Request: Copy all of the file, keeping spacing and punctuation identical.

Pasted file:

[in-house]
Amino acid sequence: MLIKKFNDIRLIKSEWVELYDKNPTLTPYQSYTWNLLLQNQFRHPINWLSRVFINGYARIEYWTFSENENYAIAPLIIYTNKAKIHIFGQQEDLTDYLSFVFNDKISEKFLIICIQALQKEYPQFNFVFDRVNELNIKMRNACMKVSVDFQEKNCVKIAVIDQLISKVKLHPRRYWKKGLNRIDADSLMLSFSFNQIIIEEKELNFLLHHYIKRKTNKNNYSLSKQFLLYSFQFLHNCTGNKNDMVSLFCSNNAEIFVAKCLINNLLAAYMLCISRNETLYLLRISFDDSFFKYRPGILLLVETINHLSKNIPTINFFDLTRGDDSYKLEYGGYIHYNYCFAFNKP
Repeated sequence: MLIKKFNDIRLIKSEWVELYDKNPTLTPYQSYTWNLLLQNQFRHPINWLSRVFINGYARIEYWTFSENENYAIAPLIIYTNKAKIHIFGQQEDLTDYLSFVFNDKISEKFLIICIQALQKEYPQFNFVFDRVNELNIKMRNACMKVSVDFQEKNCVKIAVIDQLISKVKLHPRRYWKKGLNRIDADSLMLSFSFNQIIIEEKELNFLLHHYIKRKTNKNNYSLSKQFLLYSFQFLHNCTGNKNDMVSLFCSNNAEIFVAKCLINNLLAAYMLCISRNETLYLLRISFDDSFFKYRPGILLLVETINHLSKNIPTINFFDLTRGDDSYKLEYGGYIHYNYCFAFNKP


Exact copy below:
[in-house]
Amino acid sequence: MLIKKFNDIRLIKSEWVELYDKNPTLTPYQSYTWNLLLQNQFRHPINWLSRVFINGYARIEYWTFSENENYAIAPLIIYTNKAKIHIFGQQEDLTDYLSFVFNDKISEKFLIICIQALQKEYPQFNFVFDRVNELNIKMRNACMKVSVDFQEKNCVKIAVIDQLISKVKLHPRRYWKKGLNRIDADSLMLSFSFNQIIIEEKELNFLLHHYIKRKTNKNNYSLSKQFLLYSFQFLHNCTGNKNDMVSLFCSNNAEIFVAKCLINNLLAAYMLCISRNETLYLLRISFDDSFFKYRPGILLLVETINHLSKNIPTINFFDLTRGDDSYKLEYGGYIHYNYCFAFNKP
Repeated sequence: MLIKKFNDIRLIKSEWVELYDKNPTLTPYQSYTWNLLLQNQFRHPINWLSRVFINGYARIEYWTFSENENYAIAPLIIYTNKAKIHIFGQQEDLTDYLSFVFNDKISEKFLIICIQALQKEYPQFNFVFDRVNELNIKMRNACMKVSVDFQEKNCVKIAVIDQLISKVKLHPRRYWKKGLNRIDADSLMLSFSFNQIIIEEKELNFLLHHYIKRKTNKNNYSLSKQFLLYSFQFLHNCTGNKNDMVSLFCSNNAEIFVAKCLINNLLAAYMLCISRNETLYLLRISFDDSFFKYRPGILLLVETINHLSKNIPTINFFDLTRGDDSYKLEYGGYIHYNYCFAFNKP